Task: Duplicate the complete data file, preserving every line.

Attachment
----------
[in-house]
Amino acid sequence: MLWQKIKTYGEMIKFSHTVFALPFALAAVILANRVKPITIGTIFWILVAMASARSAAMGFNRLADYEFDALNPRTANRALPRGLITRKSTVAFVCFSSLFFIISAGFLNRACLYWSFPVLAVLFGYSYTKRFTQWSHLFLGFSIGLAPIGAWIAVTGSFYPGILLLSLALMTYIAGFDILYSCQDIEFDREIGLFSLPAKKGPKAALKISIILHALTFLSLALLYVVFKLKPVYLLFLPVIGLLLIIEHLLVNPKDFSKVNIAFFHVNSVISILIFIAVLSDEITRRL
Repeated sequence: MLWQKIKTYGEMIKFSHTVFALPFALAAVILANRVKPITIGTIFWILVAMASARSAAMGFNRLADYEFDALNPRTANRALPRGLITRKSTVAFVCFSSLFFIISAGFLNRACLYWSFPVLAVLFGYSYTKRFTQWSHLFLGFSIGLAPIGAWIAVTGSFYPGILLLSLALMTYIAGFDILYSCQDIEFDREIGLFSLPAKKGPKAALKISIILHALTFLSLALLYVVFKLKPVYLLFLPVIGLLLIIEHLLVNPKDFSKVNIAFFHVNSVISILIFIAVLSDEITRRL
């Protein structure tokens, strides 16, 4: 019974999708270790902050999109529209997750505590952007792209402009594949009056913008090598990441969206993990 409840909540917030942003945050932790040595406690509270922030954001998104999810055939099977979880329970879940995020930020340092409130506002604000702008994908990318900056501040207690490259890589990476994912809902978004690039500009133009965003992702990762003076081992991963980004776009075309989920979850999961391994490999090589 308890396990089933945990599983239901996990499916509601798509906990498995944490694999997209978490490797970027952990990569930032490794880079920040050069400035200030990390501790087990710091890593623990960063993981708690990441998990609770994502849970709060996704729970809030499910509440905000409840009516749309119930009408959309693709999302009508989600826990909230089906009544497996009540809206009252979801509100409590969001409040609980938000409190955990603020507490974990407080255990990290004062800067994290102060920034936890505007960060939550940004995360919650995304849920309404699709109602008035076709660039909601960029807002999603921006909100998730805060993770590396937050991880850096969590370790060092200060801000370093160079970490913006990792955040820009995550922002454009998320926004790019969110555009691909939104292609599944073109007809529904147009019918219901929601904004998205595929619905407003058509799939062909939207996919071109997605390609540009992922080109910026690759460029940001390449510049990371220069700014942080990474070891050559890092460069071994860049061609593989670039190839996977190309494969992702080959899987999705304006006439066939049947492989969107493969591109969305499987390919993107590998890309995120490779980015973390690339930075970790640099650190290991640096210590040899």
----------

[in-house]
Amino acid sequence: MLWQKIKTYGEMIKFSHTVFALPFALAAVILANRVKPITIGTIFWILVAMASARSAAMGFNRLADYEFDALNPRTANRALPRGLITRKSTVAFVCFSSLFFIISAGFLNRACLYWSFPVLAVLFGYSYTKRFTQWSHLFLGFSIGLAPIGAWIAVTGSFYPGILLLSLALMTYIAGFDILYSCQDIEFDREIGLFSLPAKKGPKAALKISIILHALTFLSLALLYVVFKLKPVYLLFLPVIGLLLIIEHLLVNPKDFSKVNIAFFHVNSVISILIFIAVLSDEITRRL
Repeated sequence: MLWQKIKTYGEMIKFSHTVFALPFALAAVILANRVKPITIGTIFWILVAMASARSAAMGFNRLADYEFDALNPRTANRALPRGLITRKSTVAFVCFSSLFFIISAGFLNRACLYWSFPVLAVLFGYSYTKRFTQWSHLFLGFSIGLAPIGAWIAVTGSFYPGILLLSLALMTYIAGFDILYSCQDIEFDREIGLFSLPAKKGPKAALKISIILHALTFLSLALLYVVFKLKPVYLLFLPVIGLLLIIEHLLVNPKDFSKVNIAFFHVNSVISILIFIAVLSDEITRRL
């Protein structure tokens, strides 16, 4: 019974999708270790902050999109529209997750505590952007792209402009594949009056913008090598990441969206993990 409840909540917030942003945050932790040595406690509270922030954001998104999810055939099977979880329970879940995020930020340092409130506002604000702008994908990318900056501040207690490259890589990476994912809902978004690039500009133009965003992702990762003076081992991963980004776009075309989920979850999961391994490999090589 308890396990089933945990599983239901996990499916509601798509906990498995944490694999997209978490490797970027952990990569930032490794880079920040050069400035200030990390501790087990710091890593623990960063993981708690990441998990609770994502849970709060996704729970809030499910509440905000409840009516749309119930009408959309693709999302009508989600826990909230089906009544497996009540809206009252979801509100409590969001409040609980938000409190955990603020507490974990407080255990990290004062800067994290102060920034936890505007960060939550940004995360919650995304849920309404699709109602008035076709660039909601960029807002999603921006909100998730805060993770590396937050991880850096969590370790060092200060801000370093160079970490913006990792955040820009995550922002454009998320926004790019969110555009691909939104292609599944073109007809529904147009019918219901929601904004998205595929619905407003058509799939062909939207996919071109997605390609540009992922080109910026690759460029940001390449510049990371220069700014942080990474070891050559890092460069071994860049061609593989670039190839996977190309494969992702080959899987999705304006006439066939049947492989969107493969591109969305499987390919993107590998890309995120490779980015973390690339930075970790640099650190290991640096210590040899």